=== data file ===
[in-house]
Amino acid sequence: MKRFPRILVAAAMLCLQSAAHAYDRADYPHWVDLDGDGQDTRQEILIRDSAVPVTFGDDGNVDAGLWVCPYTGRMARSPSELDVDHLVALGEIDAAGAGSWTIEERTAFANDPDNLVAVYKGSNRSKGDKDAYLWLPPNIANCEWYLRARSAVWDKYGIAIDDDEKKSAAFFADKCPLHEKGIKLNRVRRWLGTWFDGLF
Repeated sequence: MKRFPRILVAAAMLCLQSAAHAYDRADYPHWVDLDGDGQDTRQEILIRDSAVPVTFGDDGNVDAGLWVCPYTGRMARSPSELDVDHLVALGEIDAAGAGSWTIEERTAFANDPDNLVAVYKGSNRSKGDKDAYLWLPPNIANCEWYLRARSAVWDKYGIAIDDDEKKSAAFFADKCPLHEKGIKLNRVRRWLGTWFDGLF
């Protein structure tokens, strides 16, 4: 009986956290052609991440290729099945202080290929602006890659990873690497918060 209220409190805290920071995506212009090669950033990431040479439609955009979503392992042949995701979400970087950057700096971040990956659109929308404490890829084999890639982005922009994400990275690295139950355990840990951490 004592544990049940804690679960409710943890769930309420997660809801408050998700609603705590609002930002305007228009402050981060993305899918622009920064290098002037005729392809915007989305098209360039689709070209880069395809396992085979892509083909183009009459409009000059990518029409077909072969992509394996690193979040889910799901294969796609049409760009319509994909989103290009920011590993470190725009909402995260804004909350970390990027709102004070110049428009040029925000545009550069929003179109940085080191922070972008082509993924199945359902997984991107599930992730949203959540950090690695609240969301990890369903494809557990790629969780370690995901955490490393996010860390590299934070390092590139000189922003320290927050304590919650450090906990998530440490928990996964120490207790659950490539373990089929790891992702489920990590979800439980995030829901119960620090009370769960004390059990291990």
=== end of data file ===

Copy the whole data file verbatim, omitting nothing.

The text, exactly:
[in-house]
Amino acid sequence: MKRFPRILVAAAMLCLQSAAHAYDRADYPHWVDLDGDGQDTRQEILIRDSAVPVTFGDDGNVDAGLWVCPYTGRMARSPSELDVDHLVALGEIDAAGAGSWTIEERTAFANDPDNLVAVYKGSNRSKGDKDAYLWLPPNIANCEWYLRARSAVWDKYGIAIDDDEKKSAAFFADKCPLHEKGIKLNRVRRWLGTWFDGLF
Repeated sequence: MKRFPRILVAAAMLCLQSAAHAYDRADYPHWVDLDGDGQDTRQEILIRDSAVPVTFGDDGNVDAGLWVCPYTGRMARSPSELDVDHLVALGEIDAAGAGSWTIEERTAFANDPDNLVAVYKGSNRSKGDKDAYLWLPPNIANCEWYLRARSAVWDKYGIAIDDDEKKSAAFFADKCPLHEKGIKLNRVRRWLGTWFDGLF
């Protein structure tokens, strides 16, 4: 009986956290052609991440290729099945202080290929602006890659990873690497918060 209220409190805290920071995506212009090669950033990431040479439609955009979503392992042949995701979400970087950057700096971040990956659109929308404490890829084999890639982005922009994400990275690295139950355990840990951490 004592544990049940804690679960409710943890769930309420997660809801408050998700609603705590609002930002305007228009402050981060993305899918622009920064290098002037005729392809915007989305098209360039689709070209880069395809396992085979892509083909183009009459409009000059990518029409077909072969992509394996690193979040889910799901294969796609049409760009319509994909989103290009920011590993470190725009909402995260804004909350970390990027709102004070110049428009040029925000545009550069929003179109940085080191922070972008082509993924199945359902997984991107599930992730949203959540950090690695609240969301990890369903494809557990790629969780370690995901955490490393996010860390590299934070390092590139000189922003320290927050304590919650450090906990998530440490928990996964120490207790659950490539373990089929790891992702489920990590979800439980995030829901119960620090009370769960004390059990291990």